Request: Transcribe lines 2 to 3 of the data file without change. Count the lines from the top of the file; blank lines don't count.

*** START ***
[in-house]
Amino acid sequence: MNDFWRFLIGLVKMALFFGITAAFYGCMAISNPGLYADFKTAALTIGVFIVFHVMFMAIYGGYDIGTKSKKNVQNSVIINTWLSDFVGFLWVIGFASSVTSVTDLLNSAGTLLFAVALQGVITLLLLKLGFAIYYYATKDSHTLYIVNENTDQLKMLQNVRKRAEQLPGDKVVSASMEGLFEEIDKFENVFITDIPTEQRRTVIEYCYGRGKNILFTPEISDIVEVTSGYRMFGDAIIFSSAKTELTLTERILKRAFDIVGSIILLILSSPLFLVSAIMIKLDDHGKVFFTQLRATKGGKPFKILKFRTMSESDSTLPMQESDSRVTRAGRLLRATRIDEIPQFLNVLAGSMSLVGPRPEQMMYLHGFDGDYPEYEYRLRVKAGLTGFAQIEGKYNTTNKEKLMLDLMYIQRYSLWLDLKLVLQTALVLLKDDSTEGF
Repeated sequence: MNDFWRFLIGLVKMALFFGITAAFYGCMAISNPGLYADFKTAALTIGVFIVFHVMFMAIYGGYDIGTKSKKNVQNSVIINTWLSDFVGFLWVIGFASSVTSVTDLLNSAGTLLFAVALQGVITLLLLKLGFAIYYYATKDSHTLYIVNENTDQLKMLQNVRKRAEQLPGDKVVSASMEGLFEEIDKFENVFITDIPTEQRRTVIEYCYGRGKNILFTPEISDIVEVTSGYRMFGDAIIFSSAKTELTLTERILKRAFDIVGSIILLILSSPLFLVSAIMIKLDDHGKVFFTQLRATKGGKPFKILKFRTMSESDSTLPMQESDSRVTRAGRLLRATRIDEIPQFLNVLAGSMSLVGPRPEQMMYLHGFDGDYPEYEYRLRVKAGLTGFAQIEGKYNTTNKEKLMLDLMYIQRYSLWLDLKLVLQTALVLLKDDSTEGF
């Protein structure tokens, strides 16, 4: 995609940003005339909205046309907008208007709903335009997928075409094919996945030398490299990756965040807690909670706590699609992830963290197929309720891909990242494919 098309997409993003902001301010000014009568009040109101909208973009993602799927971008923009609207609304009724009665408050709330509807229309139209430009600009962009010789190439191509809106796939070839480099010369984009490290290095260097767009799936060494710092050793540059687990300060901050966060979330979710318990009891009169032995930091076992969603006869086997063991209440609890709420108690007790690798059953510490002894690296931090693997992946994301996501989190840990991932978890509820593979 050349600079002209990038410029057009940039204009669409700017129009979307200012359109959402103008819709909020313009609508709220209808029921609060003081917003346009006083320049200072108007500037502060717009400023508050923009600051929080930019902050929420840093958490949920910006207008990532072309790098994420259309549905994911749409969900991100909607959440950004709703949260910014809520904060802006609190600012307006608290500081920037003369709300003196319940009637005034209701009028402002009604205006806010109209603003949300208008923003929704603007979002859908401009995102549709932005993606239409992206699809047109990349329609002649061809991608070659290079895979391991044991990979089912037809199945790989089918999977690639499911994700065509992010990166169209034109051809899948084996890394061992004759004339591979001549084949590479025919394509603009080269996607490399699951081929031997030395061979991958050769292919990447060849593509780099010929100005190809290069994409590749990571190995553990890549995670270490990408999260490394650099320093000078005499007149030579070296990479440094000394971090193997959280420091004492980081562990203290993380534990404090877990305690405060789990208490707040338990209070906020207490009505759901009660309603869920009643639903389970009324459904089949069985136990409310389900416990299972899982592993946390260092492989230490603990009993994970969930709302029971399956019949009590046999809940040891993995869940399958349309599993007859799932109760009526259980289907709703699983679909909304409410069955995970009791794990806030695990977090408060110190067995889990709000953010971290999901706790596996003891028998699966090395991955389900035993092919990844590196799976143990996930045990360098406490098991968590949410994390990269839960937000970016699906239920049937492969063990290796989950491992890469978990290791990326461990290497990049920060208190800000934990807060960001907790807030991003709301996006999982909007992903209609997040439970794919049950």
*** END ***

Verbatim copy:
Amino acid sequence: MNDFWRFLIGLVKMALFFGITAAFYGCMAISNPGLYADFKTAALTIGVFIVFHVMFMAIYGGYDIGTKSKKNVQNSVIINTWLSDFVGFLWVIGFASSVTSVTDLLNSAGTLLFAVALQGVITLLLLKLGFAIYYYATKDSHTLYIVNENTDQLKMLQNVRKRAEQLPGDKVVSASMEGLFEEIDKFENVFITDIPTEQRRTVIEYCYGRGKNILFTPEISDIVEVTSGYRMFGDAIIFSSAKTELTLTERILKRAFDIVGSIILLILSSPLFLVSAIMIKLDDHGKVFFTQLRATKGGKPFKILKFRTMSESDSTLPMQESDSRVTRAGRLLRATRIDEIPQFLNVLAGSMSLVGPRPEQMMYLHGFDGDYPEYEYRLRVKAGLTGFAQIEGKYNTTNKEKLMLDLMYIQRYSLWLDLKLVLQTALVLLKDDSTEGF
Repeated sequence: MNDFWRFLIGLVKMALFFGITAAFYGCMAISNPGLYADFKTAALTIGVFIVFHVMFMAIYGGYDIGTKSKKNVQNSVIINTWLSDFVGFLWVIGFASSVTSVTDLLNSAGTLLFAVALQGVITLLLLKLGFAIYYYATKDSHTLYIVNENTDQLKMLQNVRKRAEQLPGDKVVSASMEGLFEEIDKFENVFITDIPTEQRRTVIEYCYGRGKNILFTPEISDIVEVTSGYRMFGDAIIFSSAKTELTLTERILKRAFDIVGSIILLILSSPLFLVSAIMIKLDDHGKVFFTQLRATKGGKPFKILKFRTMSESDSTLPMQESDSRVTRAGRLLRATRIDEIPQFLNVLAGSMSLVGPRPEQMMYLHGFDGDYPEYEYRLRVKAGLTGFAQIEGKYNTTNKEKLMLDLMYIQRYSLWLDLKLVLQTALVLLKDDSTEGF